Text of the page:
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Publication numberUS6631500 B1
Publication typeGrant
Application numberUS 09/211,800
Publication dateOct 7, 2003
Filing dateDec 15, 1998
Priority dateDec 15, 1998
Fee statusPaid
Publication number09211800, 211800, US 6631500 B1, US 6631500B1, US-B1-6631500, US6631500 B1, US6631500B1
InventorsDavid Bruce Kumhyr
Original AssigneeInternational Business Machines Corporation
Export CitationBiBTeX, EndNote, RefMan
External Links: USPTO, USPTO Assignment, Espacenet
Method, system and computer program product for transferring human language data across system boundaries
US 6631500 B1
Abstract
A multi-field text string object is employed to transfer data across systems running in different human languages. The text in the characters/language of the originating system is stored in a first field; a common or cross-language representation, preferably a phonetic spelling of the text in latin characters, is stored in a second field. Upon migration of the multi-field text string object from one system to another, a language property of the multi-field text string object (which should match a language property of the originating system) is compared to a language property of receiving system. If the language properties coincide, the contents of the first field are utilized for display and processing of the text string; if the language properties do not coincide, the multi-field text string object automatically switches fields and presents the contents of the second field—the common, cross-language representation—for display and processing. Systems running in completely incongruous languages, such as Russian and Japanese, may thus meaningfully share data without relying on encoded lookups and without being restricted to exchanging data in one language only.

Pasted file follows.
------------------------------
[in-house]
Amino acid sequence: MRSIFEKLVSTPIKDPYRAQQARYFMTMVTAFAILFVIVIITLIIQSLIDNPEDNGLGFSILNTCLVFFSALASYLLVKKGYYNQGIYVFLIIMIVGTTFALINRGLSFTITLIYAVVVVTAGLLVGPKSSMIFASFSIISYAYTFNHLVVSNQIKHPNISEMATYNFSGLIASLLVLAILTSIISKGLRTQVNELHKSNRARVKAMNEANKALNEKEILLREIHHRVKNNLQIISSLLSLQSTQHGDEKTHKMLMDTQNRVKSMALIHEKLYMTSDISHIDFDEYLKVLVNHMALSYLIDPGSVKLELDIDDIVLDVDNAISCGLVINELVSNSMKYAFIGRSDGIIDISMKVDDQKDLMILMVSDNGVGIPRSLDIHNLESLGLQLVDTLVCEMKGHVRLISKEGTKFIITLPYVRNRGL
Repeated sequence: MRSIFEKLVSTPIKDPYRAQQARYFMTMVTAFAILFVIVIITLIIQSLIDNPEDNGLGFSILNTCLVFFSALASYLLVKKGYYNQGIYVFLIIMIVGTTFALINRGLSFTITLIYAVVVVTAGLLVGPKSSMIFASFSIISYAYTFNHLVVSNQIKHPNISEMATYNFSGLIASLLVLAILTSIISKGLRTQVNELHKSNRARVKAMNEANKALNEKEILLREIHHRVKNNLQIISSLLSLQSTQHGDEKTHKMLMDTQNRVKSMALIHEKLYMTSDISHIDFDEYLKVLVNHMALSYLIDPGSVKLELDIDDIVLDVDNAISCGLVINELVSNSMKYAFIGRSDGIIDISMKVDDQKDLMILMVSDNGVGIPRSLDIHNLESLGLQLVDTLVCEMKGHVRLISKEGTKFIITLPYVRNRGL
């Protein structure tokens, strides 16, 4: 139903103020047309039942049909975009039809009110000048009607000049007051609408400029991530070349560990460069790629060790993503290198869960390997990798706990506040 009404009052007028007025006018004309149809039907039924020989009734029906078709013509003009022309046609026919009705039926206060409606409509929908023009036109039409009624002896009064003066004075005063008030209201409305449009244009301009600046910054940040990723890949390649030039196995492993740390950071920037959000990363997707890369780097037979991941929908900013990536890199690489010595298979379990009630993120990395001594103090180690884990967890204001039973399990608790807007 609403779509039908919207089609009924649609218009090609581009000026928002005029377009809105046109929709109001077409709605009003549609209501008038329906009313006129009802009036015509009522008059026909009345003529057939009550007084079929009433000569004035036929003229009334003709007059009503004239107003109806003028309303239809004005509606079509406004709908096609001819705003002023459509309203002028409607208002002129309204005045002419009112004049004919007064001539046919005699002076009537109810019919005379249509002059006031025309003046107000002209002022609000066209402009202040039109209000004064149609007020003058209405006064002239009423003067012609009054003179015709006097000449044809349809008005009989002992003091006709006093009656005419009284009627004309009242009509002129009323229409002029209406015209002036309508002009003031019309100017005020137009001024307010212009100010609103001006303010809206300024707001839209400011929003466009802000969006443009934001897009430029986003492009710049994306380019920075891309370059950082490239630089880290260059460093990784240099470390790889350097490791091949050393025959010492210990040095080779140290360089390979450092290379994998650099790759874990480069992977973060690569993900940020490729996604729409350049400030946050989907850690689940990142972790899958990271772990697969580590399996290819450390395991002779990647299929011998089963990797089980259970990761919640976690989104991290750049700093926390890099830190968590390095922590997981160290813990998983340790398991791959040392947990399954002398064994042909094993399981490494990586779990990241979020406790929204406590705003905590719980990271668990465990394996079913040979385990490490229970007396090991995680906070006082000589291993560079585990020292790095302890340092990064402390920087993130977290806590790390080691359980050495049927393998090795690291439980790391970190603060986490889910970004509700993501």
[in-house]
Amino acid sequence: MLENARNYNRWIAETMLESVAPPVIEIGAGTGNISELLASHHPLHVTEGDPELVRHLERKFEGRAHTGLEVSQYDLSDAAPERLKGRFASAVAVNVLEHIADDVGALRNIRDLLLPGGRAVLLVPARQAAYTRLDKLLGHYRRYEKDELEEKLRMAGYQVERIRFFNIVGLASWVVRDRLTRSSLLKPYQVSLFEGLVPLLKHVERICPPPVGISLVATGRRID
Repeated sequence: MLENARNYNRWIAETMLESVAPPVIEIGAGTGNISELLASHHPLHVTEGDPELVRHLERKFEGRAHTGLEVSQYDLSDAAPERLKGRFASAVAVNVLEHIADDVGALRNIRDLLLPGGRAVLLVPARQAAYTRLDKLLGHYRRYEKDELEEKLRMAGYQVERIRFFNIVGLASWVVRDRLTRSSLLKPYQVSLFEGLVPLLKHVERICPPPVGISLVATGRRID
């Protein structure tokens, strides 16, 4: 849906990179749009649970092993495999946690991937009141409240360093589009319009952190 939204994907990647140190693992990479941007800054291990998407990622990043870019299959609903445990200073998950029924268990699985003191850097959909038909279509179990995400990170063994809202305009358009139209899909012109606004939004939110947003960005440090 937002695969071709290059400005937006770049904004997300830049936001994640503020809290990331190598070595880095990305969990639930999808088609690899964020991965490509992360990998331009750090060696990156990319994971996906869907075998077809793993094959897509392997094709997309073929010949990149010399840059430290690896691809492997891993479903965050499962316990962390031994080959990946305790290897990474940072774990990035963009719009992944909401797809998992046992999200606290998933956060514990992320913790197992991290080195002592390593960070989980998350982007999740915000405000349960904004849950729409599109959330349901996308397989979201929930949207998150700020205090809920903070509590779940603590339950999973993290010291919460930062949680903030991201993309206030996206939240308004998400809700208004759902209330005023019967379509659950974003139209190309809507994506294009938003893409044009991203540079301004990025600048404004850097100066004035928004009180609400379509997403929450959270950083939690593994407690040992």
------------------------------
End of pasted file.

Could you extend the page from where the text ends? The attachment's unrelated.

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Claims(23)
What is claimed is:
1. A method for transferring human language data across system boundaries, comprising: